The building's exterior skin is an insulated galvanized metal panel, which reflects light and heat while creating an excellent insulation system. A concrete-block wall in the atrium creates a distinct aesthetic contrast separating the office area from the bakery. The wall's mass also serves as a heat sink, helping to heat the atrium and the offices. Extensive thermo-pane glazing in thermally broken aluminum frames allows light into the facility. Concrete floors are also used throughout. Recycled products were utilized where possible. The countertops in the office are made of recycled wheat, and the countertops in the employee break room are made of recycled glass. The structure is made of prefabricated steel members.
jury comments: "This is a cultural ecology where the design team understood that a workplace is not just a box you work in, but a quality environment to maintain workers; one in which the fundamental processes reveal the greatest potential for energy savings."
for more information: www.aiatopten.org/hpb/overview.cfm?ProjectID=299
Krueck & Sexton Architects, Chicago, IL
At the most fundamental level, reuse of a building is one of the most sustainable strategies available. This project restores, revitalizes and transforms a classic, but aging Modern building into an environmentally responsive, high-quality workplace. Located on the company's main campus, this two-story 1974 office building housed Herman Miller's executives until 1997. Architects stripped the interior to structure and replaced it with minimal finishes using 50 percent recycled content. They also reorganized it to provide maximum daylight penetration and 100 percent line-of-sight to the landscape. With 69 of its total energy produced on site, the redesign achieved a 29 percent reduction in energy consumption over ASHRAE 90.1-1999, mainly through envelope improvements and high-efficiency mechanical equipment and lighting.
Returning the building to its structural and material simplicity is a central design element. The beauty of original structural materials—steel framing, decking and brick—were revealed and became interior finishes. Absorptive materials such as ceiling tiles were utilized sparingly to achieve selective noise control. New construction at the mezzanine balustrades utilizes painted steel for durability, longevity and potential disassembly. Low-VOC paint, carpet and sealant were used exclusively.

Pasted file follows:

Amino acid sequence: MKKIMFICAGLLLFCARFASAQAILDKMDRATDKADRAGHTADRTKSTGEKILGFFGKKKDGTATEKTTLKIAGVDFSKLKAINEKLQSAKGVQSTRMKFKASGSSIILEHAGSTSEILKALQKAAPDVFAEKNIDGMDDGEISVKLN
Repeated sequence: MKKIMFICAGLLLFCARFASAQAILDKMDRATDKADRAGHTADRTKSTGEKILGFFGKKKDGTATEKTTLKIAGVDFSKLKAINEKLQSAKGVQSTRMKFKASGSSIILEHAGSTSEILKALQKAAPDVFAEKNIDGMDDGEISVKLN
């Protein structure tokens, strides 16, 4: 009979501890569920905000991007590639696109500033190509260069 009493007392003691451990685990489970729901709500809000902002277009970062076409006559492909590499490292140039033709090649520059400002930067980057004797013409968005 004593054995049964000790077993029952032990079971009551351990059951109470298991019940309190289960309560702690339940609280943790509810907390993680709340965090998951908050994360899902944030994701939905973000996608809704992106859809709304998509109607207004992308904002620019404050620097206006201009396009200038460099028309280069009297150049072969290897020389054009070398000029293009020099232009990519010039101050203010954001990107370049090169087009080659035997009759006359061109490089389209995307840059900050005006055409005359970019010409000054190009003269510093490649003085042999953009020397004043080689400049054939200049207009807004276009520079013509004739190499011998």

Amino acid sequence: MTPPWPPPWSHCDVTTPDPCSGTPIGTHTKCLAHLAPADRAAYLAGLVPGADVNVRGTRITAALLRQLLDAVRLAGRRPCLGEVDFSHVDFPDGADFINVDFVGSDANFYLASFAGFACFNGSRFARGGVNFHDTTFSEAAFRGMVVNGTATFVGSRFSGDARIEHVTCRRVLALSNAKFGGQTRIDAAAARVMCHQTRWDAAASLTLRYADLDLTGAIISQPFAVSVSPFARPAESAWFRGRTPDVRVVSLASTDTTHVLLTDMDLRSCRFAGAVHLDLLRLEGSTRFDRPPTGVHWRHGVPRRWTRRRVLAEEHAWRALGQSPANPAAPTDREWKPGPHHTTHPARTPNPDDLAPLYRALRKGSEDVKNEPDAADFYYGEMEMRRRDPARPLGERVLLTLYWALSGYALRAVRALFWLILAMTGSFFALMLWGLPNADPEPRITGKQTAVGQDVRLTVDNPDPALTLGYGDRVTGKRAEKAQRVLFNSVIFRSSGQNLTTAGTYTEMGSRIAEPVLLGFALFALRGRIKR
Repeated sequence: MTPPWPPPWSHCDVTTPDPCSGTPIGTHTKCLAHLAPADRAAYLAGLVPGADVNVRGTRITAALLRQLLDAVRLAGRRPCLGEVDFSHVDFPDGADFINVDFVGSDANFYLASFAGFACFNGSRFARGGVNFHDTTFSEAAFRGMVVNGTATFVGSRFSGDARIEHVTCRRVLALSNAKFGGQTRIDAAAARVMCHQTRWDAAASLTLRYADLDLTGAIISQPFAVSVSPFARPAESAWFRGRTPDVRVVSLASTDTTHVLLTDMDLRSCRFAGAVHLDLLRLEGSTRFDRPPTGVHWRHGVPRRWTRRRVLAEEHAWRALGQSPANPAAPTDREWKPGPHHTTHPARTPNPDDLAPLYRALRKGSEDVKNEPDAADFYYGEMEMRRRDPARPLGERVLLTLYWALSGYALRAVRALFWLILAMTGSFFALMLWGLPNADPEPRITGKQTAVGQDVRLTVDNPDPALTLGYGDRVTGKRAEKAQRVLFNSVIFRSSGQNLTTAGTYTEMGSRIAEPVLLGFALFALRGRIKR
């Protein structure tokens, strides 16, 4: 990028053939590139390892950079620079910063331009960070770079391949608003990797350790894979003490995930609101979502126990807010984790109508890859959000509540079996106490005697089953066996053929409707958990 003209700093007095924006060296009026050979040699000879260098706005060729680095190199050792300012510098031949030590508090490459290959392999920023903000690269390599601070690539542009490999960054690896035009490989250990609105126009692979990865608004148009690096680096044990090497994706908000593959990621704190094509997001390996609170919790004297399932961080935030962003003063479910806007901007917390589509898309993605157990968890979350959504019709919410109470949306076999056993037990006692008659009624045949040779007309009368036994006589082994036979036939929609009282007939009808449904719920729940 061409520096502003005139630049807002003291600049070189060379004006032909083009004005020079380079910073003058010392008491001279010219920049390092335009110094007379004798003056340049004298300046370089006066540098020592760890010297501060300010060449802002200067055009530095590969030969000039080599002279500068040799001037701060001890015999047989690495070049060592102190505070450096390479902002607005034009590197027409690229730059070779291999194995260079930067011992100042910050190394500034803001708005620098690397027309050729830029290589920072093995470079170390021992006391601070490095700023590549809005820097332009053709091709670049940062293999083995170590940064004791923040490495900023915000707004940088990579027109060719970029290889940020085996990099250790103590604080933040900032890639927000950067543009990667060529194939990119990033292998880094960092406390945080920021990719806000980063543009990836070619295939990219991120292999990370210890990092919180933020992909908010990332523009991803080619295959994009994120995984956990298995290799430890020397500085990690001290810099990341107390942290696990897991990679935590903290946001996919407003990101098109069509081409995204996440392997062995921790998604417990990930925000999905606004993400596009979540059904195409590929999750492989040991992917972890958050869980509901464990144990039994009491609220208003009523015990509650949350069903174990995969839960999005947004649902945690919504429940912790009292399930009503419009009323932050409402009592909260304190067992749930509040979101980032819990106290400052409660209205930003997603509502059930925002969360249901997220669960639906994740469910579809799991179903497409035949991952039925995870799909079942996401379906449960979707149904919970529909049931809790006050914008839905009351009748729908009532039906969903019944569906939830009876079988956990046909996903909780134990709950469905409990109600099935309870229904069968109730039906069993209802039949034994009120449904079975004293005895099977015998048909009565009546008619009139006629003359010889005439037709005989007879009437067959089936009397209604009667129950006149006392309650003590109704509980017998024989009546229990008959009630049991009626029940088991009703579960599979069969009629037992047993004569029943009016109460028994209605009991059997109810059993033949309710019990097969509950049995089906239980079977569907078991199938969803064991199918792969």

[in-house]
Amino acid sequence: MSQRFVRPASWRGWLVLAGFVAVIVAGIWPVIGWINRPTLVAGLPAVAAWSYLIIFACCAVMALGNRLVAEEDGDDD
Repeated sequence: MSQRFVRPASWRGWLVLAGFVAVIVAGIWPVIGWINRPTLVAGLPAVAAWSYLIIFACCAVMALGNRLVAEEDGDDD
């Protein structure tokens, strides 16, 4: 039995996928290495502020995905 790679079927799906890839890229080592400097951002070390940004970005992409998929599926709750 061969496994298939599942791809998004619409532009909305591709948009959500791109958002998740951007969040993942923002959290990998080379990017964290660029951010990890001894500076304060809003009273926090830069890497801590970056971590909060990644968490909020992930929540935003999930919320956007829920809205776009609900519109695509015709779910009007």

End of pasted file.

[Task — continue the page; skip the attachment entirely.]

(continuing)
Fifty-seven percent of the project material content was produced within 500 miles of the site. More than 50 percent of the fit-up materials contain at least 20 percent post-consumer recycled content. The furniture contains more than 50 percent recycled content.
The demolition and construction process recovered 75 percent of its waste. Glass, metal, GWB, copper, plastics and cardboard were separated on site. Herman Miller sold salvageable products and materials, such as wood doors, at a nominal cost to employees for personal projects.
jury comments: "As if Saarinen had returned with more tools and an additional 30 years experience in sustainable use, good light and air, this sweet little exposed-structure box shows that the Top 10 is also about extending the life of existing buildings in clever ways."
for more information: www.aiatopten.org/hpb/overview.cfm?ProjectID=270
Lake View Terrace Branch Library
Los Angeles, CA
Fields Devereaux Architects & Engineers/GreenWorks, Los Angeles
The Lake View Terrace Branch of the Los Angeles Public Library system enjoys a spacious main reading room that stretches along the east-west axis providing dramatic views of the park to the south. The site's stormwater runoff was reduced by 25 percent with landscaping features that include a series of radial bioswales for efficient rainwater infiltration. More than 75 percent of construction waste was diverted from landfills to local recycling facilities. The library's energy performance is more than 40 percent more efficient than California standards. Night venting takes advantage of its exterior insulated, high-mass concrete masonry unit (CMU) shell. Approximately 80 percent of the public spaces are naturally ventilated via mechanically interlocked windows controlled by a sophisticated energy management system. A building-integrated photovoltaic system shades the entry and roofs the community room while providing 15 percent of the building's energy. The design provides nearly 100 percent shading of glazing for glare-free daylight during operating hours. The program called for a LEED Platinum building; it is the first project of the city to attempt this level.